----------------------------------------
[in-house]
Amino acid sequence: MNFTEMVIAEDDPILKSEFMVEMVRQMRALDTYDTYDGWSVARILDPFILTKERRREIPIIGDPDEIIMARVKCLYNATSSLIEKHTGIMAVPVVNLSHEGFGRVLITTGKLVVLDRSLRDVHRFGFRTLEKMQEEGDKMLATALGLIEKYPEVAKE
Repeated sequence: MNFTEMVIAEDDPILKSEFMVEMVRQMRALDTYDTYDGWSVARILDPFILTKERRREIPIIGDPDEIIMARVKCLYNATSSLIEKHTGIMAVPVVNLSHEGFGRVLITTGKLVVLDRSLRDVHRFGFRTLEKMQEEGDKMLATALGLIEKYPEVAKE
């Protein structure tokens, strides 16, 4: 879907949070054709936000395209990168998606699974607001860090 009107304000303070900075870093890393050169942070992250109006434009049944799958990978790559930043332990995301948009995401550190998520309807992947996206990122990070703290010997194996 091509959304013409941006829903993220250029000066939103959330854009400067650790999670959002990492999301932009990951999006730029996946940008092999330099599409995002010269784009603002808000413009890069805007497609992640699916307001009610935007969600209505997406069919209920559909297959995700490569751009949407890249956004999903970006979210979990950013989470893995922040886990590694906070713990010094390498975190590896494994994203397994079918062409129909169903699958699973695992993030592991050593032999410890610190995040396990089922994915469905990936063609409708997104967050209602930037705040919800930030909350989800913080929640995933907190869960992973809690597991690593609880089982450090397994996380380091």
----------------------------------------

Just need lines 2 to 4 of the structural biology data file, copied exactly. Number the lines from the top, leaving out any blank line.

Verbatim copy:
Amino acid sequence: MNFTEMVIAEDDPILKSEFMVEMVRQMRALDTYDTYDGWSVARILDPFILTKERRREIPIIGDPDEIIMARVKCLYNATSSLIEKHTGIMAVPVVNLSHEGFGRVLITTGKLVVLDRSLRDVHRFGFRTLEKMQEEGDKMLATALGLIEKYPEVAKE
Repeated sequence: MNFTEMVIAEDDPILKSEFMVEMVRQMRALDTYDTYDGWSVARILDPFILTKERRREIPIIGDPDEIIMARVKCLYNATSSLIEKHTGIMAVPVVNLSHEGFGRVLITTGKLVVLDRSLRDVHRFGFRTLEKMQEEGDKMLATALGLIEKYPEVAKE
């Protein structure tokens, strides 16, 4: 879907949070054709936000395209990168998606699974607001860090 009107304000303070900075870093890393050169942070992250109006434009049944799958990978790559930043332990995301948009995401550190998520309807992947996206990122990070703290010997194996 091509959304013409941006829903993220250029000066939103959330854009400067650790999670959002990492999301932009990951999006730029996946940008092999330099599409995002010269784009603002808000413009890069805007497609992640699916307001009610935007969600209505997406069919209920559909297959995700490569751009949407890249956004999903970006979210979990950013989470893995922040886990590694906070713990010094390498975190590896494994994203397994079918062409129909169903699958699973695992993030592991050593032999410890610190995040396990089922994915469905990936063609409708997104967050209602930037705040919800930030909350989800913080929640995933907190869960992973809690597991690593609880089982450090397994996380380091």